Steve Jobs was creative precisely because he opened himself up to new experiences— studying calligraphy and Zen Buddhism, visiting an ashram in India, strolling the kitchen appliance section at Macy’s (the Apple II was modeled after a Cuisinart), or copying the Ritz-Carlton’s steps of service in the Apple Store (though the Genius Bar dispenses advice, not alcohol). Jobs experienced the world and built on those experiences to improve upon what has been done. Creativity, said Jobs, “comes down to exposing yourself to the best things that humans have done and then try to bring those things in to what you’re doing.”
When Jobs said he was “shameless about stealing great ideas,” he meant it in the Picasso context. Anyone can copy a competitor. True innovation occurs when you build on the ideas that came before you.
New Connections = New Value
“Steve Jobs taught me about ‘zooming,’ looking beyond the boundaries of the industry you’re in,” says former Apple CEO John Sculley. “Steve was a designer at heart. He loved calligraphy. It made a huge impression on him. Then he went to Xerox to see what they were working on. He saw experimental work-stations that used the first graphical user interface and connected the dots.”
Sculley calls it “zooming” or “connecting the dots.” You might know it as an “epiphany” or a “shower moment.” Your best ideas don’t always show up when you want them to. They don’t always arrive on your schedule or while you’re staring at a computer screen. Fortunately, we know how original ideas are formed, where they come from, and when they’re delivered in our mental mailbox.
One of the most talked-about slides in corporate history first appeared in 2011 during Steve Jobs’s launch of the iPad 2. The slide (pictured above) showed the intersection of two street signs. One sign read “Technology.” The other sign read “Liberal Arts.” Jobs said that technology alone was not enough to build great products. It’s the intersection— the marriage—of technology and liberal arts that made his “heart sing.” Jobs’s biographer, Walter Isaacson brought up the slide in his book about another creative genius, Leonardo da Vinci.
“Today we live in a world that encourages specialization, whether we are students, scholars, workers or professionals. We also tend to exalt training in technology and engineering, believing that the jobs of the future will go to those who can code and build rather than those who can be creative,” Isaacson writes. The innovators of the future, argues Isaacson, are those who, like Leonardo and Jobs, study the art of science and the science of art.
More than 7,000 pages of Leonardo’s extensive notes still exist. They teach us that Leonardo was relentlessly curious about the world. He let his mind wander across arts, sciences, engineering, and the humanities. He didn’t distinguish between science and art. History’s most creative genius became a genius because he saw that everything connects. And so Leonardo saw himself as a scientist, engineer, artist, inventor, anatomist, philosopher, painter, and storyteller.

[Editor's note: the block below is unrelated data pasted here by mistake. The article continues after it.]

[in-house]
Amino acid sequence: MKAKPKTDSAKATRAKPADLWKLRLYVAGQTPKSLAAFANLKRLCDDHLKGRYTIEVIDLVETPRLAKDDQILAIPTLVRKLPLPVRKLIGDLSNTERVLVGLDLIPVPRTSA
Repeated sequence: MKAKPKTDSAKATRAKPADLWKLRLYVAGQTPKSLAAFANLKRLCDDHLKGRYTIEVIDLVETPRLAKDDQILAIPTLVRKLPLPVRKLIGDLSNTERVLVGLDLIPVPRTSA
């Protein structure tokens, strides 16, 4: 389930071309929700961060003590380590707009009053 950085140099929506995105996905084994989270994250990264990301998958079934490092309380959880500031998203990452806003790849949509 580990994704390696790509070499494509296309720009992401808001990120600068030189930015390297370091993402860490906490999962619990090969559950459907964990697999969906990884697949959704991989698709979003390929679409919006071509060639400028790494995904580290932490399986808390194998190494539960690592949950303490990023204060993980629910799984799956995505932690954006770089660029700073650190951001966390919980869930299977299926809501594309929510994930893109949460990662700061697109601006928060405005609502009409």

Leonardo studied math and developed a system to measure size, space, and perspective. He studied the scientific properties of light. In Florence, he studied the art of painting under the masters of his day. He connected these ideas to create the Mona Lisa and The Last Supper. Leonardo is considered history’s greatest genius because he connected different fields to arrive at novel ideas. When Andrew Stanton connected several ideas from his personal experiences to create Finding Nemo, he was simply following in the footsteps of the ancient artists. And you can, too.
What Threatens Our Creativity
In 2015, a group of researchers in Austria and Denmark performed a remarkable experiment. They discovered that when people were too familiar with a specific domain, it blocked their creativity, because they stopped looking outside of their area of expertise for ideas. The researchers interviewed hundreds of roofers, carpenters, and inline skaters. The three categories were chosen because— while they are completely different fields— they share an analogous problem: encouraging the use of safety gear to prevent injuries. Roofers use safety belts, carpenters use safety masks, and in-line skaters use knee and elbow protectors.
The researchers conducted 306 interviews. The participants were asked for their best ideas on the following topic: improving safety gear for the market they are experts in and for the other two categories. A panel of safety gear experts evaluated the responses. The findings were extraordinary: the more distant the field, the more novel the solution the participants came up with. In other words, members of each group were better at coming up with an innovative solution for a field other than their own. The experiment gives us insight into the minds of creative geniuses.
They’re not geniuses because they are smarter; they are geniuses because they’re open to connecting ideas from different fields. When asked what made the Macintosh a revolutionary computer, Steve Jobs answered: “Part of what made the Macintosh great was that the people working on it were musicians, poets, and artists, and zoologists and historians.” They also happened to know computer science, Jobs added. Jobs’s goal wasn’t to be average. His goal was to be great. And greatness, he said, comes from connecting ideas.